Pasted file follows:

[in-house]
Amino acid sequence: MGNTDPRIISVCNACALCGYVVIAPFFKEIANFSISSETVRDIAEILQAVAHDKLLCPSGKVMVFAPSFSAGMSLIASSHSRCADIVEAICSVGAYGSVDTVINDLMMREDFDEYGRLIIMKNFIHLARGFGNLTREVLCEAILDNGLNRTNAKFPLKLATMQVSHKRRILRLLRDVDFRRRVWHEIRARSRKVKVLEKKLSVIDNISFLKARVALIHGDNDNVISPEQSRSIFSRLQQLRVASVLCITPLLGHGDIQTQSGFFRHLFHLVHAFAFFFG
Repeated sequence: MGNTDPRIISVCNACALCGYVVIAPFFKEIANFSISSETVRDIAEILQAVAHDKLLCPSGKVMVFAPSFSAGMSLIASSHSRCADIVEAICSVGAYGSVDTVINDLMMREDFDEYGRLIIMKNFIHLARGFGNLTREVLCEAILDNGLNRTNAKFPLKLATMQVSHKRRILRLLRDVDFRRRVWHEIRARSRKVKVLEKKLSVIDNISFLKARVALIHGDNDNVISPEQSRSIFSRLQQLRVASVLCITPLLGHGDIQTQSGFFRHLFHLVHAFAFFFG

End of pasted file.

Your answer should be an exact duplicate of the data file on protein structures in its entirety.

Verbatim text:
[in-house]
Amino acid sequence: MGNTDPRIISVCNACALCGYVVIAPFFKEIANFSISSETVRDIAEILQAVAHDKLLCPSGKVMVFAPSFSAGMSLIASSHSRCADIVEAICSVGAYGSVDTVINDLMMREDFDEYGRLIIMKNFIHLARGFGNLTREVLCEAILDNGLNRTNAKFPLKLATMQVSHKRRILRLLRDVDFRRRVWHEIRARSRKVKVLEKKLSVIDNISFLKARVALIHGDNDNVISPEQSRSIFSRLQQLRVASVLCITPLLGHGDIQTQSGFFRHLFHLVHAFAFFFG
Repeated sequence: MGNTDPRIISVCNACALCGYVVIAPFFKEIANFSISSETVRDIAEILQAVAHDKLLCPSGKVMVFAPSFSAGMSLIASSHSRCADIVEAICSVGAYGSVDTVINDLMMREDFDEYGRLIIMKNFIHLARGFGNLTREVLCEAILDNGLNRTNAKFPLKLATMQVSHKRRILRLLRDVDFRRRVWHEIRARSRKVKVLEKKLSVIDNISFLKARVALIHGDNDNVISPEQSRSIFSRLQQLRVASVLCITPLLGHGDIQTQSGFFRHLFHLVHAFAFFFG